-1lb Flaked Oats
-4oz. Briess Crushed Crystal 60 Malt
-8oz. Muntons Crushed Roasted Barley
-1oz. Kent Goldings Hopps ( bittering )
-1oz. Fuggle Hopps( finishing )
-5oz. Priming Sugar
-1 sachet Muntons Ale Yeast

Step 1
One day before brew day I started a Yeast Starter to make sure the yeast was viable.

-Bring 2 cups of water to a boil and added 5 oz of DME( Dry alt Extract ). Boil for 10 min.
-Cool the solution to 80 degrees and pitch the yeast.
-Let stand in a cool dry place for 24 hours.

Things I learned:
- Put the container in a secondary container in case your yeast bubbles over the top! In my case I used an Erlenmeyer flask and covered it in foil I had cleaned with Star-san, and then placed the flask in a mixing bowl.









Step 2
-Pour two gallons of drinking water into a 5 gallon stainless steel pot. Place the grain and oatmeal in a grain steeping bag, and place in the pot.
-Heat the water to 170 degrees while allowing the grain to steep.
-At 170 degrees, remove the grain bag and allow to drain. I have heard not to squeeze the bag so I did not but I am not sure if this is because it may burst or because it affected the taste or chemistry of the beer.
-Put the pot back on the heat and bring to a rolling boil.


Step 3
-Clean and sanitize your wort chiller( optional equipment )
-Once you have a full rolling boil, remove the pot from the heat and add the LME.
-STIR WELL BEFORE PLACING BACK ON THE STOVE. If you dont you may scorch the LME and ruin your beer and your pot!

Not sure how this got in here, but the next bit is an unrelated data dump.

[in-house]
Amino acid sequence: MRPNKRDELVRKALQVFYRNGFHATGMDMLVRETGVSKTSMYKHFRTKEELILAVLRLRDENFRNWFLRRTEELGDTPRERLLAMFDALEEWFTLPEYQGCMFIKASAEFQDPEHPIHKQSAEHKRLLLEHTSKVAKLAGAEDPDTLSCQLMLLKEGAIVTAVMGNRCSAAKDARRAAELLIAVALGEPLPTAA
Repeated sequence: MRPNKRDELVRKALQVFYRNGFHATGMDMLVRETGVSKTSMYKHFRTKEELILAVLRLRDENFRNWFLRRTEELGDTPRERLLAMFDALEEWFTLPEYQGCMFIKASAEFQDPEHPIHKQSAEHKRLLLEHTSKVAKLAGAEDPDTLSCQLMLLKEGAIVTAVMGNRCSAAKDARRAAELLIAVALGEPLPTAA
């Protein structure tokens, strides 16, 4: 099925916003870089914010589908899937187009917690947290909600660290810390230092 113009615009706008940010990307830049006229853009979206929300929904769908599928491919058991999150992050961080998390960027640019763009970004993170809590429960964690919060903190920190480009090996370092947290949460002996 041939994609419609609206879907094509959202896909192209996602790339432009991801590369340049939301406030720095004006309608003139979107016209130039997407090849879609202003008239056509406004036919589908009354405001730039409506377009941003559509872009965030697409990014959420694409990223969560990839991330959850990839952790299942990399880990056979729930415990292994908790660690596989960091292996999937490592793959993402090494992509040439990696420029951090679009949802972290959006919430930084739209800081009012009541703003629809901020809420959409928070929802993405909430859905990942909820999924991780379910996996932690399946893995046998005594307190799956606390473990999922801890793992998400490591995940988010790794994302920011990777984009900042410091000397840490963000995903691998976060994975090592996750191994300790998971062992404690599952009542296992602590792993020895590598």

-Return to heat and bring back to a full boil.
-Check your watch and note the time.
-Add the Bittering Hops.
-Do not leave your pot. Stir frequently and do not allow it to boil over. Do not use the lid of the pot.
-At the 45 minute mark, you can place your wort chiller into the pot to make sure it is sanitized by the boil. Make sure the ends of the hose are in the sink in case there is any water left from the previous brew day. It will be pushed out and it will be hot!
-Boil for 55 minutes.
-Add the finishing Hops.
-Boil for 5 more minutes.
-Total boil is 60 minutes.
-Remove from heat and remove the hops.

Step 4
-Cool the wort to 80 degrees. You can do this with an ice bath or a wort chiller ( pictured ). The faster you can chill the wort the less opportunity for contamination.
-Once the wort is cool, pour it into your primary fermentation vessel and top off the wort to 5 gallons with clean water.
-Take a hydrometer reading and record it. For this beer it was 1.051.
-Pitch the yeast.
-Shake the wort for several minutes to aerate and disperse the yeast.
-Seal your fermentation vessel and insert the air lock.
-Place the wort in a dark place and let it bubble for a week.
-Clean and stow all of your brewing equipment.





Notes on the fermentation process
The airlock should start to bubble in a few hours and continue for a few days. Don't worry if it slows or even stops, as the process is still going on.

Resist the urge to open the vessel and check it. Trust the beer!


A week later and its time to move the brew to the secondary fermentation vessel.

This took about 30 minutes but was pretty easy and made little mess.

Let the brew sit in the secondary vessel until it reaches its finished gravity.

In this case it was 1.020. Perfect!










After a week in the secondary fermentation vessel, it was time to bottle. I used 3.5 oz of priming sugar boiled for 10 minutes in 2 cups of water. I let the priming sugar solution cool and then racked the beer into the bottling bucket. This is just like the fermentation vessel, but has a spigot on the bottom that you attach your bottling gear to.

Fill the bottles to the top and when the stick is pulled out it is just about the right amount of beer.

Capping is laborious work and I am grateful that my wife volunteered to help! What would have been a 2 hour job was just under an hour.